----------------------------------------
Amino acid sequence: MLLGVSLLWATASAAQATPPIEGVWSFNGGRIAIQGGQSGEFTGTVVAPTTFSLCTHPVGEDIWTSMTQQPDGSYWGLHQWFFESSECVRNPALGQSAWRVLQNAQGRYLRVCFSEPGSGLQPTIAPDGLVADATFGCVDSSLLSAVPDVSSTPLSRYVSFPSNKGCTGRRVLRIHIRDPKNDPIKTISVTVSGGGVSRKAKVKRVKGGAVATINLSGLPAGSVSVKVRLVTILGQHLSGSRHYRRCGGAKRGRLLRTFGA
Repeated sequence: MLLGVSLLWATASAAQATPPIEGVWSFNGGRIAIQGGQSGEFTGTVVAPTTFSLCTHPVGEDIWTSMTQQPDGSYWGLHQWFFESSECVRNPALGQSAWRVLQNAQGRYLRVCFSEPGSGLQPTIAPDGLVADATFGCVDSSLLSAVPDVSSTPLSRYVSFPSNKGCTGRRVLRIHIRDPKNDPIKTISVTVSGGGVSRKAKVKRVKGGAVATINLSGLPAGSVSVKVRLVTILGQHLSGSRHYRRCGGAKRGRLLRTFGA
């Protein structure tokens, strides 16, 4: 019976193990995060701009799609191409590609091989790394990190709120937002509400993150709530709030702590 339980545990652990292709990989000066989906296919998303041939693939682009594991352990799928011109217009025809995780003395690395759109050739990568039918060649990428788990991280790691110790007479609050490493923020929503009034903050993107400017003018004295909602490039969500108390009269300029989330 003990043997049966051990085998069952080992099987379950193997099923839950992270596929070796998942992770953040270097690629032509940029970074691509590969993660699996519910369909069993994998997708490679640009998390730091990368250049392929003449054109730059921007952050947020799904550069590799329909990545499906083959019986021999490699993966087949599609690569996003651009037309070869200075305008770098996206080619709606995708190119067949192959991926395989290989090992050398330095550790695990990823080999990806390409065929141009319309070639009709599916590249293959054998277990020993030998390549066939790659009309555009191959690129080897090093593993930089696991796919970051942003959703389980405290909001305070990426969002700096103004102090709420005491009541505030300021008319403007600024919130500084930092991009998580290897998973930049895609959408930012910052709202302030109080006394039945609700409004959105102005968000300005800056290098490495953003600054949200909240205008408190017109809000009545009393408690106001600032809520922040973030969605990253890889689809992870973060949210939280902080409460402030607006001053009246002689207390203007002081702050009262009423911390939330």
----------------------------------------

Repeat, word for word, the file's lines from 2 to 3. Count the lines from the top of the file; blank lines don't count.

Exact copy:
Repeated sequence: MLLGVSLLWATASAAQATPPIEGVWSFNGGRIAIQGGQSGEFTGTVVAPTTFSLCTHPVGEDIWTSMTQQPDGSYWGLHQWFFESSECVRNPALGQSAWRVLQNAQGRYLRVCFSEPGSGLQPTIAPDGLVADATFGCVDSSLLSAVPDVSSTPLSRYVSFPSNKGCTGRRVLRIHIRDPKNDPIKTISVTVSGGGVSRKAKVKRVKGGAVATINLSGLPAGSVSVKVRLVTILGQHLSGSRHYRRCGGAKRGRLLRTFGA
């Protein structure tokens, strides 16, 4: 019976193990995060701009799609191409590609091989790394990190709120937002509400993150709530709030702590 339980545990652990292709990989000066989906296919998303041939693939682009594991352990799928011109217009025809995780003395690395759109050739990568039918060649990428788990991280790691110790007479609050490493923020929503009034903050993107400017003018004295909602490039969500108390009269300029989330 003990043997049966051990085998069952080992099987379950193997099923839950992270596929070796998942992770953040270097690629032509940029970074691509590969993660699996519910369909069993994998997708490679640009998390730091990368250049392929003449054109730059921007952050947020799904550069590799329909990545499906083959019986021999490699993966087949599609690569996003651009037309070869200075305008770098996206080619709606995708190119067949192959991926395989290989090992050398330095550790695990990823080999990806390409065929141009319309070639009709599916590249293959054998277990020993030998390549066939790659009309555009191959690129080897090093593993930089696991796919970051942003959703389980405290909001305070990426969002700096103004102090709420005491009541505030300021008319403007600024919130500084930092991009998580290897998973930049895609959408930012910052709202302030109080006394039945609700409004959105102005968000300005800056290098490495953003600054949200909240205008408190017109809000009545009393408690106001600032809520922040973030969605990253890889689809992870973060949210939280902080409460402030607006001053009246002689207390203007002081702050009262009423911390939330």